Anti-Inflammatory Diet – Including Meal Plan by Licensed Nutrition Counselor, Liz Mckinney, CNS, LDN.
by Counseling and Wellness Center of PittsburghAugust 7, 2018 anti-inflammatory diet, chronic inflammation, diabetes, medicine, nutrition, Uncategorized, Wijkstrom0 comments
Anti-Inflammatory Diet, What it is, What it Does and Including a Meal Plan by Licensed Nutrition Counselor, Liz Mckinney, CNS, LDN.
Every standard anatomy course covers a section on inflammation, health circles and modern medicine studies how this physiological process effects our bodies. Modern science has uncovered much evidence related to how our dietary consumption fuels our internal inflammation. To understand inflammation, let’s talk what about what inflammation really is. Inflammation is a normal part of our body’s healing process. Think of the redness, pain and swelling that comes along with an acute injury. These are bio-markers that our white blood cells are migrating to the origin of a wound, when the white blood cells arrive they will unfold to facilitate the healing process. This mechanism is a normal and necessary indication that our immune response is hard at work. But what happens when our immune systems are working over time in a way we can’t see? This is a part of what is termed ‘chronic inflammation’, and our diet definitely plays a large role in both calming it down or conversely, throwing fuel on the flames.
Chronic inflammation is a contributing factor to many common diseases in the U.S today. Obesity, heart disease, and Type 2 Diabetes are some common diseases to which inflammation contributes to the onset and progression (Lopez-Condelez 2017). Additionally, according to a 2018 study Dr. Billmore et, al, which was published in Nature, there is also evidence that inflammation may contribute to certain forms of depression as well as aiding in the development and progression of this mental health disease, inflammation is also being study as a contributing factor in the development of other mood disorders. Of course diet alone can not provide total therapy for depression or disease but it is an important pathway to providing our best course to become well.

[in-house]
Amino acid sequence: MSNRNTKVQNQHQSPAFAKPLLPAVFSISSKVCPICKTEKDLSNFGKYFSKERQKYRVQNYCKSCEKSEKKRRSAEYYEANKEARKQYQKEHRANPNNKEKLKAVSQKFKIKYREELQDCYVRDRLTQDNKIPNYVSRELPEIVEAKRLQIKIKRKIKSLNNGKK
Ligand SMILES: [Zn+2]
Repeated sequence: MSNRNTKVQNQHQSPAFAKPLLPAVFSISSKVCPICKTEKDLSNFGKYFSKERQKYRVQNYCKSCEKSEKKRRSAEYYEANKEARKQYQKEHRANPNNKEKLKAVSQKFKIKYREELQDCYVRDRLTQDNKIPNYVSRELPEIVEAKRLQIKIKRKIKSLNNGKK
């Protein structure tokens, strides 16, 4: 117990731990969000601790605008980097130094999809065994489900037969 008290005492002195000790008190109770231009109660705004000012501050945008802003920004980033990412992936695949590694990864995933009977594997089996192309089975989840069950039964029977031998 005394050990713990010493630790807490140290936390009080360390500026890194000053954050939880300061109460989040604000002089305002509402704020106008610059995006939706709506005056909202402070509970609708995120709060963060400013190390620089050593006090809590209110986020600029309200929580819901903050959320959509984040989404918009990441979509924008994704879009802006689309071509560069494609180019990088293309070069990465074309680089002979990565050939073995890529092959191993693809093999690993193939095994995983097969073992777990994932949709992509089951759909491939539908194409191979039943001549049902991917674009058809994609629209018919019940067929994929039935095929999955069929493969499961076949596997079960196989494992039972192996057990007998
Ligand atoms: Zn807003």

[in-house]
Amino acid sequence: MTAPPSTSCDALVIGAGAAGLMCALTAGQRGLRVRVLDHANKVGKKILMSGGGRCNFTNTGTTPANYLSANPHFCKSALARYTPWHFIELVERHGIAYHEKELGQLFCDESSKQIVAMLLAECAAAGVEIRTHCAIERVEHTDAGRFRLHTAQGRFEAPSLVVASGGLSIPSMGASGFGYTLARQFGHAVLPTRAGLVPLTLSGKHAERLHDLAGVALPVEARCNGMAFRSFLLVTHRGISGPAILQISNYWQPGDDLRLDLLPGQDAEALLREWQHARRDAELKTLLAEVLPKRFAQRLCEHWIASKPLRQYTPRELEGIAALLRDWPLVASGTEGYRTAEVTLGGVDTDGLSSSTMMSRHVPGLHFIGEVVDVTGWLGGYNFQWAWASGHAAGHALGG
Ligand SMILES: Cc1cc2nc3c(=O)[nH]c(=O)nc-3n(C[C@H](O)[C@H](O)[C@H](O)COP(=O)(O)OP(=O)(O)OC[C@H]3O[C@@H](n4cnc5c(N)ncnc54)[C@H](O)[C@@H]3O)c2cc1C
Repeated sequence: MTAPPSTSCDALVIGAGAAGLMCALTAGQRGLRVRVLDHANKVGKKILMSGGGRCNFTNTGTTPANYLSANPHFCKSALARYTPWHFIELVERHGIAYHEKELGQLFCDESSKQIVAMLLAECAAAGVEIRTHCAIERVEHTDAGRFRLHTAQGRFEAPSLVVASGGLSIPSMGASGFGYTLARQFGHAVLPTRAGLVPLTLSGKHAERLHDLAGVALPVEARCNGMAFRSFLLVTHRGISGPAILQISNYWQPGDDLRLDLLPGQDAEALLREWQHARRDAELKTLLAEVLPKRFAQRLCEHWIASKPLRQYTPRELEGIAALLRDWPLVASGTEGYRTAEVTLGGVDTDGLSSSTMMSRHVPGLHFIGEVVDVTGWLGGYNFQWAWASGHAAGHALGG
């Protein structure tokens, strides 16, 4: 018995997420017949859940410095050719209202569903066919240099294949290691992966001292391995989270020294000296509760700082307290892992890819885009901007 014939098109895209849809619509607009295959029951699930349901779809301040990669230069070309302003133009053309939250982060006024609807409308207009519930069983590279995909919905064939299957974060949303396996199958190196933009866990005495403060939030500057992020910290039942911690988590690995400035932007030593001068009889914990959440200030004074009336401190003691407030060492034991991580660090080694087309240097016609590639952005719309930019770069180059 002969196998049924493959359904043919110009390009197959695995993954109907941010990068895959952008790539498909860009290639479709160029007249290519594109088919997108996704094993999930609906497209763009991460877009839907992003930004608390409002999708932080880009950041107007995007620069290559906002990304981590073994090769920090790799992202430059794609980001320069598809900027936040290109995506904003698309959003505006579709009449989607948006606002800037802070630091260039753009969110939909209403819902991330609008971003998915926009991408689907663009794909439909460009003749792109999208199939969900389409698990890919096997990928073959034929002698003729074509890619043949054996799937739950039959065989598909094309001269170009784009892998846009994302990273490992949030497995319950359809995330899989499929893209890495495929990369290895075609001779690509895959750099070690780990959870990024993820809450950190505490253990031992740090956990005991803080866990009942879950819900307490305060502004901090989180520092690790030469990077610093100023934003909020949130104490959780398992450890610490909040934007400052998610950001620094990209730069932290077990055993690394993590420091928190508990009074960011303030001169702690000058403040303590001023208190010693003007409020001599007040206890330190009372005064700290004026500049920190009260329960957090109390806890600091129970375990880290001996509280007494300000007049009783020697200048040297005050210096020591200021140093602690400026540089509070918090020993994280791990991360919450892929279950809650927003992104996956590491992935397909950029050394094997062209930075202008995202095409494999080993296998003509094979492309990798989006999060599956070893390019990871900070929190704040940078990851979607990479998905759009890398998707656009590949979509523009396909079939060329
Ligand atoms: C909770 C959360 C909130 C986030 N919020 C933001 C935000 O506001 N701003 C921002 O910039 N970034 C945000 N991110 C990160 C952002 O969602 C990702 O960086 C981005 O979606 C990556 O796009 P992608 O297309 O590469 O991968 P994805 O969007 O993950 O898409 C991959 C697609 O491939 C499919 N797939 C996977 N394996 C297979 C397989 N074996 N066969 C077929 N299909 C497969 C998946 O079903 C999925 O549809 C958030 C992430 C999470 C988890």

The fact is when our immune system becomes chronically activated, low-grade, systemic inflammation occurs. Even if you aren’t suffering from an overt disease, things like stress, leaky gut, food sensitivities and even an imbalance in our gut micro-biome all are capable of pushing our bodies into an inflammatory state. The consequences of chronic inflammation are serious. Increased risk of neuro-degenerative and cardiovascular disease, trouble losing weight, digestive problems, hormonal imbalances, and cellular damage may all occur as a result.
Our food choices can either promote or calm inflammation. Many of the diseases and problems listed above may be prevented or mitigated with an anti-inflammatory diet. The top foods that commonly contribute to chronic inflammation in the standard American diet are: